CHARLESTON -- Former West Virginia legislator Ramona Cerra and other prominent persons tricked school employees into changing their retirement plans, according to a suit filed earlier this week.
On behalf of teacher Cheryl Dougherty, Charleston attorney Harry Bell proposed a class action against Cerra, five other individuals and insurer American International Group.
Bell wrote in the complaint filed May 12 in Marshall Circuit Court that he would add the West Virginia Retirement Board to the suit.
Bell alleges that Cerra and the others harmed school employees by persuading them to switch from the Retirement Board's old defined benefit plan to a new defined contribution plan.
He wrote that Dougherty found out in an April letter from AIG that her decision hadn't worked out as well as she had expected.
Dougherty "detrimentally relied on the misrepresentations of defendants as they were actually losing retirement funds with defendants' annuity, and/or that defendants' annuity would in reality perform significantly below the levels" guaranteed by the defendants.
"Had they maintained their previously established accounts and not switched to defendants' annuity, they would have earned significantly more over time and up to their retirement," Bell wrote.
A significant number of system members may not yet know that they have suffered damages as a result of misrepresentations, he wrote.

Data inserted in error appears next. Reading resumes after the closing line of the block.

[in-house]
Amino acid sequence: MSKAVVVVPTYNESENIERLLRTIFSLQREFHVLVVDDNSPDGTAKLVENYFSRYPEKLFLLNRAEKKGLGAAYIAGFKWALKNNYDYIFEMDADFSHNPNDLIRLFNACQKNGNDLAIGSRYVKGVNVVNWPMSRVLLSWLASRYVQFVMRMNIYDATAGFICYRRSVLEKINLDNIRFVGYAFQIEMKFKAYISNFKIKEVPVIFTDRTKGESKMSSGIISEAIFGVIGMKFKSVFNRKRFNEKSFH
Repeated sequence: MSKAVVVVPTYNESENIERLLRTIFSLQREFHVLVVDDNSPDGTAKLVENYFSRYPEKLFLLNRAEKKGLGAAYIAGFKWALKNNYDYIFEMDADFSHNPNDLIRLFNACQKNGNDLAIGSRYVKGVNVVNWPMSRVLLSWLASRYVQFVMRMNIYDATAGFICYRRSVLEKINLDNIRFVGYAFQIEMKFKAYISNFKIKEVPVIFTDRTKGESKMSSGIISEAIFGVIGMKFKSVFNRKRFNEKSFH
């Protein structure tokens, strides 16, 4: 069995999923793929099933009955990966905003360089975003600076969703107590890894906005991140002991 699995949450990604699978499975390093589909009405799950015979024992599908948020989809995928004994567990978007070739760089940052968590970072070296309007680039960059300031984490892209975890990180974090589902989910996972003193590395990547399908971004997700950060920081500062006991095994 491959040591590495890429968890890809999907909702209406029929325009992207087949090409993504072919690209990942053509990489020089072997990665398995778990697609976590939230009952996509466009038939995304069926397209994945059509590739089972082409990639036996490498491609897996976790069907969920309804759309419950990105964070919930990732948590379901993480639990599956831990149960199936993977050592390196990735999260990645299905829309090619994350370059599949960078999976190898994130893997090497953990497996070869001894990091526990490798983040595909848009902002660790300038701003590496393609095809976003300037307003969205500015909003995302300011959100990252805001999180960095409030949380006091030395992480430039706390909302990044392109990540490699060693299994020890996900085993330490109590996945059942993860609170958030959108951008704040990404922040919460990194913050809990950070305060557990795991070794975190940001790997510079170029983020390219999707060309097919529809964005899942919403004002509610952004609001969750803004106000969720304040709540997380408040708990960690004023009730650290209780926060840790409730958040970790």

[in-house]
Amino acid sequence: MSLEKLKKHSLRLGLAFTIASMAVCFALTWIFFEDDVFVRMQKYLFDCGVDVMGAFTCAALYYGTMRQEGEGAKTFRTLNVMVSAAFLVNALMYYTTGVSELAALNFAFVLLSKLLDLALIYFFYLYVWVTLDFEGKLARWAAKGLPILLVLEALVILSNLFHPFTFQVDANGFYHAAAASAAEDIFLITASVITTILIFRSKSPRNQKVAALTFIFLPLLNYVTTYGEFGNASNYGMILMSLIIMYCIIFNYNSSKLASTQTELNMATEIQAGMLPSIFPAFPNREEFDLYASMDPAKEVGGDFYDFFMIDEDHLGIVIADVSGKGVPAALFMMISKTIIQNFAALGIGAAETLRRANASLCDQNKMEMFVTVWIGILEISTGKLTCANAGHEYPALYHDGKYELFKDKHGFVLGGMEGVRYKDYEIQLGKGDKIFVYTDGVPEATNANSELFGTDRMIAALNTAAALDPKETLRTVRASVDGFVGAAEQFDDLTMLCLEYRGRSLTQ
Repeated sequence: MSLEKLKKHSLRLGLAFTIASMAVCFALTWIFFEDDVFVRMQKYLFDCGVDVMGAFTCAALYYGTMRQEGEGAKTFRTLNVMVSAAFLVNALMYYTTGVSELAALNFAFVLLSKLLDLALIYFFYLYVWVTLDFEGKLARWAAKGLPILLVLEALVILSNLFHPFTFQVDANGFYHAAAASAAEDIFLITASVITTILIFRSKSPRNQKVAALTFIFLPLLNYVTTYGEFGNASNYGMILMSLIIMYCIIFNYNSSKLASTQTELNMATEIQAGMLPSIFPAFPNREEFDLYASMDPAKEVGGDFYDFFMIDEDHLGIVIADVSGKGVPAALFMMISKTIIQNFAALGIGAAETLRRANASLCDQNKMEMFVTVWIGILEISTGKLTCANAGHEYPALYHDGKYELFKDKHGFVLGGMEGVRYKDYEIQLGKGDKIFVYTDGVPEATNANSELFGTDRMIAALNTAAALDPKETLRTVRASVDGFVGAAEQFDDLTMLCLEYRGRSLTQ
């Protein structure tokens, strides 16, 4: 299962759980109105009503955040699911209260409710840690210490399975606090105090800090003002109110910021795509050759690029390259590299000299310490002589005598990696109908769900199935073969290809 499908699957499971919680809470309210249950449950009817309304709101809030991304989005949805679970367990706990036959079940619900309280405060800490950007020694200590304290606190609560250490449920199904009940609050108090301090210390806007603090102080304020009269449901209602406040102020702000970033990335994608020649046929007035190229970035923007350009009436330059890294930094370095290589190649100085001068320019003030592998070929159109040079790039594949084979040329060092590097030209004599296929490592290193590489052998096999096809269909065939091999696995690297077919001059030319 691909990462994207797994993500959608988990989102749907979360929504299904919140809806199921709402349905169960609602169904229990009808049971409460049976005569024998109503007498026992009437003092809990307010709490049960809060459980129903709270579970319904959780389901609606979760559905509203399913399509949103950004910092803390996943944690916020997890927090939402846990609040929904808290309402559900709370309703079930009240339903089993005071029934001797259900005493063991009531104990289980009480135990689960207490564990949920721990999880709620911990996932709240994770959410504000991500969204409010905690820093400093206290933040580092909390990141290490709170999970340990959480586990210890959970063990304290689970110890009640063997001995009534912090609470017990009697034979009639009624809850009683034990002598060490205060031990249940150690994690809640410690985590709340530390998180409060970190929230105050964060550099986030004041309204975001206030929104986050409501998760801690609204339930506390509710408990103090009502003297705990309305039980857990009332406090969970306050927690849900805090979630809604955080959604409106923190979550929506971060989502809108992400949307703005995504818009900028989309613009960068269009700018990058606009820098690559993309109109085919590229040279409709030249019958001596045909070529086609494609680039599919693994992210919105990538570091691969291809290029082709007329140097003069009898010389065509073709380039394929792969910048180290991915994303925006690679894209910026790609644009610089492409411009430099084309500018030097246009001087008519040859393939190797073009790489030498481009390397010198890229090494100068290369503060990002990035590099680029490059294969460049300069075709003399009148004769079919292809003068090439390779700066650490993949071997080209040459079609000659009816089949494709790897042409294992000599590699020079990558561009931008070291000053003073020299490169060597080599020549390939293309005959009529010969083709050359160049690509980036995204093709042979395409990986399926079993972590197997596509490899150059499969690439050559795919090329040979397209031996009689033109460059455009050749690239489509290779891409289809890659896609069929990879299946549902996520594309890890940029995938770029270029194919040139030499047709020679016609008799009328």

AIG's lawyer gave system members an option to switch back, he wrote, "but at significant personal cost."
He alleged that AIG recruited and trained "undisclosed, prominent representatives" to misrepresent characteristics of the annuities.
He called the annuity "an exorbitantly commission-driven, front-loaded brokerage fee annuity."
Cerra met with school employees at Dougherty's place of work, Bell wrote, "at which time said misrepresentations were made."
"Cerra led plaintiff to believe Cerra was a representative from the WV Retirement Board," he wrote.
Cerra stated that the teachers' retirement system was in grave danger and there would be no retirement by the time she reached the age 55, Bell wrote.
Cerra stated that a new system would allow employees to retire with even better benefits than those who remained in the old plan.
As a result of Cerra's "pressure tactics" Dougherty purchased an annuity, Bell wrote.
In return, he wrote, Cerra received exorbitant commissions.
Bell also accused John Cook, Greg Garrett, Roland Rich, George Edwards, Clarence Burdette and 30 John Does of misrepresentations.
He proposed to certify a class of "all system members to which representations were made regarding the annuity and who purchased or transferred funds to the annuity."
He wrote, "Defendants combined their skill, knowledge, resources, contacts, and other attributes and characteristics in order to engage in the single business enterprise of selling the annuity to plaintiff and class members by the use of misrepresentation and deceit."
He wrote that they "engaged in a joint venture to obtain significant economic gain to the detriment of plaintiff and class members."
William Bands and Tim Yianne of Bell and Bands also signed the complaint, as did former legislator Rusty Webb of the Webb Law Firm in Charleston.